Margate hires former Rep. Rob Andrews for dunes issue

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MARGATE – The Board of Commissioners Aug. 21 hired a former congressman as outside counsel and a coastal engineer to develop strategies to stop the New Jersey Department of Environmental Protection and the U.S. Army Corps of Engineers from building dunes on Margate’s beach.

The board awarded a professional services contract without competitive bidding to former U.S. Rep. Rob Andrews to advocate the city’s position at all levels of government and find a resolution to Margate’s position on the dunes project.

Margate voters agreed in a November 2013 referendum that they do not want dunes built on their beach.

Andrews, of the Philadelphia law firm Dilworth Paxton, LLP’s Government Affairs Practice Group, will be on retainer until the end of 2014 with a contract amount not to exceed $20,000.

The commission also awarded a professional services contract for up to $3,000 to Charles Rooney of T&M Associates of Toms River to provide coastal engineering services that develop alternatives to the Army Corps’ current plan.

Andrews and Rooney were interviewed in a 90-minute closed session meeting that occurred before the commission’s 4 p.m. work session on Thursday, Aug. 21. The board took action to hire both at the regular meeting at 5 p.m. The vote was unanimous.

Andrews’ contract does not include the cost of litigation against the state and federal government. Instead, Andrews will negotiate with state and federal officials to find an alternative to building dunes that Margate officials find acceptable.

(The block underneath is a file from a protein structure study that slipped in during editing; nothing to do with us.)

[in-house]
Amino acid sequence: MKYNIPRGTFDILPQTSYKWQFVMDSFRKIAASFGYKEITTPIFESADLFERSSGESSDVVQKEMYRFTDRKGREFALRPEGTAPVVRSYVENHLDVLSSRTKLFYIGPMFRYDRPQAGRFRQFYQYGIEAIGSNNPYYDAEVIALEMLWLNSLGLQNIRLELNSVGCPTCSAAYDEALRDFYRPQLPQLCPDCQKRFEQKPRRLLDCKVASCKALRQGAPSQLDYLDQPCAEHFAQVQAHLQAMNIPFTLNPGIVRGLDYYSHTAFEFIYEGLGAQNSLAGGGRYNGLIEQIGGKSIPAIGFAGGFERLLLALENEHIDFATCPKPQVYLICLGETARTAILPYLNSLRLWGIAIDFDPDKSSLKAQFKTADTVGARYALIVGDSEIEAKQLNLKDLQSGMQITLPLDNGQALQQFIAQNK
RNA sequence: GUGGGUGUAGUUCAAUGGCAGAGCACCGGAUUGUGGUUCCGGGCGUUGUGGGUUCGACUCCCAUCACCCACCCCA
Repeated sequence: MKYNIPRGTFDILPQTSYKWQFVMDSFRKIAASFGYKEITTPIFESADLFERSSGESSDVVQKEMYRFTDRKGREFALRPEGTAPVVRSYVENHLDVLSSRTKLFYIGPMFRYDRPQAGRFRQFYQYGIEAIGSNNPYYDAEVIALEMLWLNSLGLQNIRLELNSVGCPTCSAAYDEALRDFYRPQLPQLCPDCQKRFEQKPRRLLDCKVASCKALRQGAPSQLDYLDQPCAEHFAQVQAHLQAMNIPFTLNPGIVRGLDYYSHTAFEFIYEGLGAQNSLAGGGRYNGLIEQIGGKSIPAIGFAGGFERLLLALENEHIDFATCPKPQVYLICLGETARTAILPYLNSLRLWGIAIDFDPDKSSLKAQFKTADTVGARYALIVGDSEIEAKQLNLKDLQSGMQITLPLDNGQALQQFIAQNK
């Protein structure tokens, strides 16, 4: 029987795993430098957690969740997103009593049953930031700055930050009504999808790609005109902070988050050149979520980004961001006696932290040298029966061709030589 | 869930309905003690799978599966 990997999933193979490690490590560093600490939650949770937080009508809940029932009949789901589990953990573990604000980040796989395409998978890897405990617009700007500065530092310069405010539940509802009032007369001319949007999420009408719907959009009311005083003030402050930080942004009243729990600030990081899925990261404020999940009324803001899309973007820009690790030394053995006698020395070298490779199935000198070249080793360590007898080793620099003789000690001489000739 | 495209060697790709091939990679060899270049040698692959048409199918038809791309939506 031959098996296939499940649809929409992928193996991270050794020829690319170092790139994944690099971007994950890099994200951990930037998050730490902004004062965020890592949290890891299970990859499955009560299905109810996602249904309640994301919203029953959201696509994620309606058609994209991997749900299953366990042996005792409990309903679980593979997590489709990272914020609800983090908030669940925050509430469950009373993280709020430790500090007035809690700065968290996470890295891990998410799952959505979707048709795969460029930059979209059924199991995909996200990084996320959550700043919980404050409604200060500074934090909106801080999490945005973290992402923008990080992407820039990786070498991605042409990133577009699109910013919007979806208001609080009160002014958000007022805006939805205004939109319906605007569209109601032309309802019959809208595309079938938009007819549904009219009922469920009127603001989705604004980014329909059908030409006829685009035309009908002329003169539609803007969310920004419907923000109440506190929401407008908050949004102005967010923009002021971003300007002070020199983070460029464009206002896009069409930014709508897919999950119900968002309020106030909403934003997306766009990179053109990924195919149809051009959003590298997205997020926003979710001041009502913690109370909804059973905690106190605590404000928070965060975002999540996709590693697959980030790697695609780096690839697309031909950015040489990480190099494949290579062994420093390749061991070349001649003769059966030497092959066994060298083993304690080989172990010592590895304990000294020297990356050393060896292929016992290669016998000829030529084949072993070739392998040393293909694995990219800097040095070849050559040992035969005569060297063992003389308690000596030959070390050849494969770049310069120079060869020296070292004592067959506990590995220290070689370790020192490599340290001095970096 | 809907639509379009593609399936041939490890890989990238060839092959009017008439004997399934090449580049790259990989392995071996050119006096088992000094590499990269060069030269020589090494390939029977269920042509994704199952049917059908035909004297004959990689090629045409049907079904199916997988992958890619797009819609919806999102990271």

According to Mayor Michael Becker, if the beach project starts before the planned November referendum, which will ask voters to approve up to $200,000 to fight it, Andrews will be ready to file for injunctive relief. However, a separate professional services contract would need to be approved by the commission.

Representatives of the state Department of Environmental Protection said the dune project, which is scheduled to begin in Atlantic City and end in Longport, is slated to begin in the fall and end in 2016. Margate officials and beachfront property owners have yet to receive letters requesting easements across their land to do the project, Becker said.

“We are not going for a lawsuit; we are going for alternatives,” Becker told summer residents at a special town hall meeting Aug. 23.

 Becker said the commission agreed to hire Andrews to negotiate with all levels of government to find an alternative to building dunes, which could include raising bulkheads along the beach and building bulkheads bayside.

“We’re in this together and unanimously agreed to move forward together,” Becker said.

Andrews, a Democrat who served New Jersey's 1st District since 1990, resigned from office in February of this year.

 

 


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